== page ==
Here is the reality that defeats all but 15% of these cultural change efforts (as reported by McKinsey): management cannot Directly control the how employees think, feel and behave (without coercion).  Management must create an environmental ecosystem – a working environment – that will evolve the desired transformation in the way the employees think, feel and behave.  (People do not resist change as much as resist being forced to change.)

In my experience most management efforts to “communicate” a new culture is experienced by the employ-ees as coercion and creates a dynamic known as “rank & revenge.”  Stonewalling and infectious negativity permeates the culture.  If this direct approach works at all – 85% of these efforts fail – it takes longer than the indirect approach.


This is a tough one, but the reality is that things change.  Try the 3M / Google approach - 10-20% of the employees' time is their own to work on their own pet projects, but the remainder they have schedules and ROI to consider.  I'll bet that those "pet" projects end up having more of a financial impact than do the other projects.  :)


I agree with Bill Shirley.  The focus should be on "What model and process will we use to transform the organization?", not just on communication (although that plays a critical role).  Transformation for an organization is like chrysalis for a caterpillar.

In our view, transformation is something that one can only do for oneself, although conditions that with high probability will produce that result can be created.  Our process (in very high level steps)
- Create the business case so the leadership is motivated and takes responsibility for the transformation (things will look worse before they will look better)
- Create an inspiring future that calls for the transformation (we call this true strategic planning - 3-5 year tactical planning is insufficient).
- Provide training of the skill set needed in the new future, which incorporates the skill set of communication and transformation.  Provide this to the leadership first.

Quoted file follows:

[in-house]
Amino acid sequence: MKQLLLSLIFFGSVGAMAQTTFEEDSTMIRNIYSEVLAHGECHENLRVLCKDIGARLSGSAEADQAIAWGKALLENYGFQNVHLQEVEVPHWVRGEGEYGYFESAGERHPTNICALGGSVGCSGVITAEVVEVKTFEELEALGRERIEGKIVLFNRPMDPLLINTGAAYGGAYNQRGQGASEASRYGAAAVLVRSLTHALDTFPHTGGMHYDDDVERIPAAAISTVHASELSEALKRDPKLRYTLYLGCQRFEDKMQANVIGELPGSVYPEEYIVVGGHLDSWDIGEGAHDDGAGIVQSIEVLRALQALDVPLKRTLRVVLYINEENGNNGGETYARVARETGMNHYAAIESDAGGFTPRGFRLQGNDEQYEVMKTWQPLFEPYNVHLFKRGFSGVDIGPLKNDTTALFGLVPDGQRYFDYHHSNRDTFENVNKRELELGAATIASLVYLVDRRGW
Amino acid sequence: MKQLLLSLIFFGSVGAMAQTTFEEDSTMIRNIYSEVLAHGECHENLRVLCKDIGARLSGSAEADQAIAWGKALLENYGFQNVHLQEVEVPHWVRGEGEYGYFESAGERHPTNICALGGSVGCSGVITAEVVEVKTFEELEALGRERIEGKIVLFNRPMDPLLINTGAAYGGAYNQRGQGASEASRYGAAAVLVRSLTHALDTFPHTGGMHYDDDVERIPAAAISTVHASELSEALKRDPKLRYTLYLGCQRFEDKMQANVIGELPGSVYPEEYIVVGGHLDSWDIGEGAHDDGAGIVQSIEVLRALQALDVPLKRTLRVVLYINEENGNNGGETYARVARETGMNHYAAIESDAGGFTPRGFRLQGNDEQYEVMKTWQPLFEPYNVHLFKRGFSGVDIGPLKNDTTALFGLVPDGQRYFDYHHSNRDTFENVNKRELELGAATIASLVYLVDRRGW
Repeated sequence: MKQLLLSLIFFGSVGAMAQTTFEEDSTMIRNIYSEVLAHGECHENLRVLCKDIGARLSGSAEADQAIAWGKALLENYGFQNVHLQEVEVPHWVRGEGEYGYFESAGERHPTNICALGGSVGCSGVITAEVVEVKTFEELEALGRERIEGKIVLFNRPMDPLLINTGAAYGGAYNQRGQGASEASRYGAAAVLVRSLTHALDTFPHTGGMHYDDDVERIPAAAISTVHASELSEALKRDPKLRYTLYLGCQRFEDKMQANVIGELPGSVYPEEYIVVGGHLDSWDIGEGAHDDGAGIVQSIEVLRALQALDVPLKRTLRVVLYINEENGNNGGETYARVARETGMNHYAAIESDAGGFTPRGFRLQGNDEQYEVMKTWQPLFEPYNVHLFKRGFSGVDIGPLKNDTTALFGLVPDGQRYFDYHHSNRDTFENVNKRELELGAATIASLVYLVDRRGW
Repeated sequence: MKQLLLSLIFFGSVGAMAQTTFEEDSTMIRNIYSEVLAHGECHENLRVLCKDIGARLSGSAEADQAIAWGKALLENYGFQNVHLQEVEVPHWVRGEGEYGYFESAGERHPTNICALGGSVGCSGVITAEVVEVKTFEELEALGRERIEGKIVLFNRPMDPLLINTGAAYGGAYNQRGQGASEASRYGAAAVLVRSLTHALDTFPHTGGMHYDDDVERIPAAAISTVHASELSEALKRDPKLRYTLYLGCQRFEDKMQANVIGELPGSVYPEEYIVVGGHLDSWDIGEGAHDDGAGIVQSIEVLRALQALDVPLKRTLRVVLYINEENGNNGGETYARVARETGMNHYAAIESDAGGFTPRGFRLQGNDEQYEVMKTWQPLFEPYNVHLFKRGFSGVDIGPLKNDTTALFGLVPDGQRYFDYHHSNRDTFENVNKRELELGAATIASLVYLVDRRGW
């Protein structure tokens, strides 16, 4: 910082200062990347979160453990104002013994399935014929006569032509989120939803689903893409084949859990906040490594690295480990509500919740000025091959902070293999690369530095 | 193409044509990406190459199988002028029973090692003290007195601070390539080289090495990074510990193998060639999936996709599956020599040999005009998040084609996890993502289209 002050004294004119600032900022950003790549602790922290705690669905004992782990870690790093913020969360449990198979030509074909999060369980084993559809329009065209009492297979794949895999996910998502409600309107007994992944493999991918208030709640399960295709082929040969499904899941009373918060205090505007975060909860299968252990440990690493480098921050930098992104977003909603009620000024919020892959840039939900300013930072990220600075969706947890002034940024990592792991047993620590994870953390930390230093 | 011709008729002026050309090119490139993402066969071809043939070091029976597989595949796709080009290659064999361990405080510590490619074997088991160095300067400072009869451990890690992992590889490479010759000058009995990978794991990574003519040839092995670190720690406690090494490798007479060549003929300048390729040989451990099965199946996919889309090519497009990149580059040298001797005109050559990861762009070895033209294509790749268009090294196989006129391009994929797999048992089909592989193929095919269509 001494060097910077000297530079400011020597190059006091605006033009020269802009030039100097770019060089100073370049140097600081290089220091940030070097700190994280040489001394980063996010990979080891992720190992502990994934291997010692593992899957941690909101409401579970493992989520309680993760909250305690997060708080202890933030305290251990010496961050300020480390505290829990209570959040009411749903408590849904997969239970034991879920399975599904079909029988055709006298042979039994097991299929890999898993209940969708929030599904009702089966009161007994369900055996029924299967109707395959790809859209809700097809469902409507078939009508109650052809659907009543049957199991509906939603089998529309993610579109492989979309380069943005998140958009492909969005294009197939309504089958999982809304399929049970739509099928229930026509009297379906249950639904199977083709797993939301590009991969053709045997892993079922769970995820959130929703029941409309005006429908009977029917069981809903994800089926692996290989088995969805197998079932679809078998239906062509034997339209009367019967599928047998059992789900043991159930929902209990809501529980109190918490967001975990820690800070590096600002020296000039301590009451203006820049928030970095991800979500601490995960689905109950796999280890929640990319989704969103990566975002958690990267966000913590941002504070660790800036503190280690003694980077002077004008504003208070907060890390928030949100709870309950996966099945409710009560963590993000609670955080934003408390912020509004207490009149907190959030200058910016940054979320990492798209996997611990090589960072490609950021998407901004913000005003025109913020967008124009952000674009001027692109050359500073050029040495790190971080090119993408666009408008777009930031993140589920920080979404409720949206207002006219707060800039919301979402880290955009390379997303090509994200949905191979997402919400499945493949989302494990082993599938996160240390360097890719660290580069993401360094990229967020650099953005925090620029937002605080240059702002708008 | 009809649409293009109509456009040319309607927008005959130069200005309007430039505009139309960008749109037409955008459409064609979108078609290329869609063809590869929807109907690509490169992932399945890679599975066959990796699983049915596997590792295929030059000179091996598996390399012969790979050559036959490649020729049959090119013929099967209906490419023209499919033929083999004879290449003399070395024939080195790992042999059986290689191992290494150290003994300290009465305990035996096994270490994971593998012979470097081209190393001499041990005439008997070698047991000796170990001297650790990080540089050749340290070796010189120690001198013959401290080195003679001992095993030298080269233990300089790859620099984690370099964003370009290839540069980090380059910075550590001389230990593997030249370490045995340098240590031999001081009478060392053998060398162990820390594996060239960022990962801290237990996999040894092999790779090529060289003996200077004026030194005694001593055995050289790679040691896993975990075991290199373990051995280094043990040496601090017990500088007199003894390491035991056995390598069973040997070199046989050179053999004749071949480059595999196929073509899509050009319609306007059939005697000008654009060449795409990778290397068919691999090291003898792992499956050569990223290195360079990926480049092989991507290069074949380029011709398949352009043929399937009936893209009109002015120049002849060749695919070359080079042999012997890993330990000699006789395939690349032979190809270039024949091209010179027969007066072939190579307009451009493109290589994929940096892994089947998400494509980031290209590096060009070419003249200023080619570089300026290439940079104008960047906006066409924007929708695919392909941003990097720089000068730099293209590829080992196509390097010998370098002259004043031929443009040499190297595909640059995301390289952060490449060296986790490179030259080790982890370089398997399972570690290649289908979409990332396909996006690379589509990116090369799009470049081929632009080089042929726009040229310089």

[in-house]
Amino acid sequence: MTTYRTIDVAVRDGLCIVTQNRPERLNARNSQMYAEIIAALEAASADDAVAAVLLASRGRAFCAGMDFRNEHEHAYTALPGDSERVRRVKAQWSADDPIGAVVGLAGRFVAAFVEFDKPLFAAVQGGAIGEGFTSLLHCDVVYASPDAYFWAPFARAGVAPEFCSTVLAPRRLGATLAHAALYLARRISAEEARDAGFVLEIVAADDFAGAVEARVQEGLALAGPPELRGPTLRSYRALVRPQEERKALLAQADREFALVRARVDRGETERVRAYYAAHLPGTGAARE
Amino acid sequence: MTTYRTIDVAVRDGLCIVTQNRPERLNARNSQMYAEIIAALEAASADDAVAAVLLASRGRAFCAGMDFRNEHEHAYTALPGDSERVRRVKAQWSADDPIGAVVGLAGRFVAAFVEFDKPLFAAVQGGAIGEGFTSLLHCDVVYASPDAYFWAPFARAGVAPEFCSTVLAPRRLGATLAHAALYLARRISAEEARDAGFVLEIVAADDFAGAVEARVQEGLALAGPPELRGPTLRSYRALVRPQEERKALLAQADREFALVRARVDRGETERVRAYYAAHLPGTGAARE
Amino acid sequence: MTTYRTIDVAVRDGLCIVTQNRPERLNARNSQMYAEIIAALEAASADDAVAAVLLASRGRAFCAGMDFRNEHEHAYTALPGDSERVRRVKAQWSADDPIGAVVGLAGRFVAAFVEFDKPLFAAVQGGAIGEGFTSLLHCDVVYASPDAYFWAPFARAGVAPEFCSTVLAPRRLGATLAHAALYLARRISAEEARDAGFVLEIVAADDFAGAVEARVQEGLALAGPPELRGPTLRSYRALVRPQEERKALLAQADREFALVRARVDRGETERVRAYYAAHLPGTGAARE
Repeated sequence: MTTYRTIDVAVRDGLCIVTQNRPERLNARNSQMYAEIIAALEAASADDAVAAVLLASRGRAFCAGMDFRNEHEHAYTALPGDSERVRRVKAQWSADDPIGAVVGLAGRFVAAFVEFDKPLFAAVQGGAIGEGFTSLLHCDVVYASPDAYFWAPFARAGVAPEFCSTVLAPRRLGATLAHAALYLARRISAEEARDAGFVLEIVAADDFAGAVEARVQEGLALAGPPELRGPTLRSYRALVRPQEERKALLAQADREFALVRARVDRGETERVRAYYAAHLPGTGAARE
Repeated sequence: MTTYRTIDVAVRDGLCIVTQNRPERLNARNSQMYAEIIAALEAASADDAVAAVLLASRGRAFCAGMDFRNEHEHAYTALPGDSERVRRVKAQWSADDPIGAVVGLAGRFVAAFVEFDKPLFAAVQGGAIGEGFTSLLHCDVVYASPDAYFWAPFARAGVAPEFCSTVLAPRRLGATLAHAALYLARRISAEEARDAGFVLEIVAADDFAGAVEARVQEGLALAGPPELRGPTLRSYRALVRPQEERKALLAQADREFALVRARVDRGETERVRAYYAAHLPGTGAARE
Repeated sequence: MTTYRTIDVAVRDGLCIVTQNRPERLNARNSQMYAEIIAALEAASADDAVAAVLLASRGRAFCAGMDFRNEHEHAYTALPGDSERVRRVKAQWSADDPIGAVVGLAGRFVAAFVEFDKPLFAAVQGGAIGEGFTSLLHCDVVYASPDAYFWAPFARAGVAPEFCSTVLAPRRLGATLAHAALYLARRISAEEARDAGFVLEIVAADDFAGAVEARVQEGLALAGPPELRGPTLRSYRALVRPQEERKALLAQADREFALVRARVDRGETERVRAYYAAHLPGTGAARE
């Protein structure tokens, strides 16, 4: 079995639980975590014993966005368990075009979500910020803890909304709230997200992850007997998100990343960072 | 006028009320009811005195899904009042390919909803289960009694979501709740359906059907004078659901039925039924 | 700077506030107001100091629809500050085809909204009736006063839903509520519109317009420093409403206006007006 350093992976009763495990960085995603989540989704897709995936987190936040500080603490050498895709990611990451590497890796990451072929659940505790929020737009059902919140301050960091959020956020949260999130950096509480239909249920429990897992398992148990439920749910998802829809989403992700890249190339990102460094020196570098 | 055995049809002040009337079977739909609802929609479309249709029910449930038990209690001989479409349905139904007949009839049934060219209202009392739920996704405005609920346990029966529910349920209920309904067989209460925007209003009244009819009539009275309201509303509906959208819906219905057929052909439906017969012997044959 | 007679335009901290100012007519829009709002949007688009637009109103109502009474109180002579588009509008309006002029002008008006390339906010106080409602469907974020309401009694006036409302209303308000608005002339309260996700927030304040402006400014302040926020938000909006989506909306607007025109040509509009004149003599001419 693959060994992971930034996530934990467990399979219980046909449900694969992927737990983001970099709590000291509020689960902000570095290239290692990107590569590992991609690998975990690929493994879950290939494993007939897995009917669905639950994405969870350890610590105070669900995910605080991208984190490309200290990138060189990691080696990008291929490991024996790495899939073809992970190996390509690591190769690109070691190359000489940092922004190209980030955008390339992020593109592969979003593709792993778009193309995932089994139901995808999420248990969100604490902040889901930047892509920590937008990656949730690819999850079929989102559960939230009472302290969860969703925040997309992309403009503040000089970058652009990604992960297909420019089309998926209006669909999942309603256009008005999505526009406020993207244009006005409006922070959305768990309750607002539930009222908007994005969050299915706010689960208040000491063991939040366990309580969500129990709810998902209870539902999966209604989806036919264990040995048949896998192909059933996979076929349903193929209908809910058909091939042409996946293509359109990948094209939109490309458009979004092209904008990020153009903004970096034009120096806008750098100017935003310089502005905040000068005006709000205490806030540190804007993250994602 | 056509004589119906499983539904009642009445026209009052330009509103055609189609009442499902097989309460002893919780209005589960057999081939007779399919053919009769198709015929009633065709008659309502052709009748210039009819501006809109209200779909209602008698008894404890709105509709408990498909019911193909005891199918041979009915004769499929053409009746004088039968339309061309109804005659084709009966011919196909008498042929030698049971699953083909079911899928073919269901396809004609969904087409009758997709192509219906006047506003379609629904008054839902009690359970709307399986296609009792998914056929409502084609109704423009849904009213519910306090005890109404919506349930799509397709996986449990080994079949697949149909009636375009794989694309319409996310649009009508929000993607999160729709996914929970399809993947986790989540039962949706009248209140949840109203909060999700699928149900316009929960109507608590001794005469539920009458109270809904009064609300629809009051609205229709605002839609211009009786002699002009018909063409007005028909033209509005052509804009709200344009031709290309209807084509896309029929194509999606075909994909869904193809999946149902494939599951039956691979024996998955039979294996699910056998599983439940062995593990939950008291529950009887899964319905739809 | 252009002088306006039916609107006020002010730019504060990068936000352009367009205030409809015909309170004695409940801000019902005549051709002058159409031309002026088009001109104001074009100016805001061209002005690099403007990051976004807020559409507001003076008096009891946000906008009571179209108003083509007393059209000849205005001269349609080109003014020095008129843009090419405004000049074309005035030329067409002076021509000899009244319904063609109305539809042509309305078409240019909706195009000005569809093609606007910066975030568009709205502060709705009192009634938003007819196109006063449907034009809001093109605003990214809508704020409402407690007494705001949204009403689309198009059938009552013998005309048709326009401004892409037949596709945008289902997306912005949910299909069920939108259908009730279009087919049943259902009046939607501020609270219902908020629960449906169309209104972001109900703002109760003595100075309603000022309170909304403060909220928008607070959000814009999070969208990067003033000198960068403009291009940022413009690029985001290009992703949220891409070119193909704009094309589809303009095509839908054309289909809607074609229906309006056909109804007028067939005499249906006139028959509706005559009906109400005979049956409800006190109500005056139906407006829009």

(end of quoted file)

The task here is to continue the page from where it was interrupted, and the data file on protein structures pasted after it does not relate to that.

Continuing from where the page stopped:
- Support the use of the new skills in accomplishing the near-term milestones of the strategic plan

Effective communication, particularly speaking looking through the eyes of the other, is an important skill in this process for all the leaders and managers.


"How can Human Resources and the leadership team drive communication for this change in a structured way?" This is an interesting question and my peers have the right insights, particularly Bill.

Engineering the change won't work, and, depending on what sort of HR department you have, they probably won't be able to do much, just as you can't really 'drive communication'.

What you describe is a culture change project and in order to embark on one of these, you need the leadership to be aligned around understanding the current situation at a systemic level and then aligned about how they want things to be different.  Then they will need to align on how to get from the current place to the desired place, and communication will be just one part, an important part, but nevertheless just one part of the behaviors, mindsets and attitudes needed.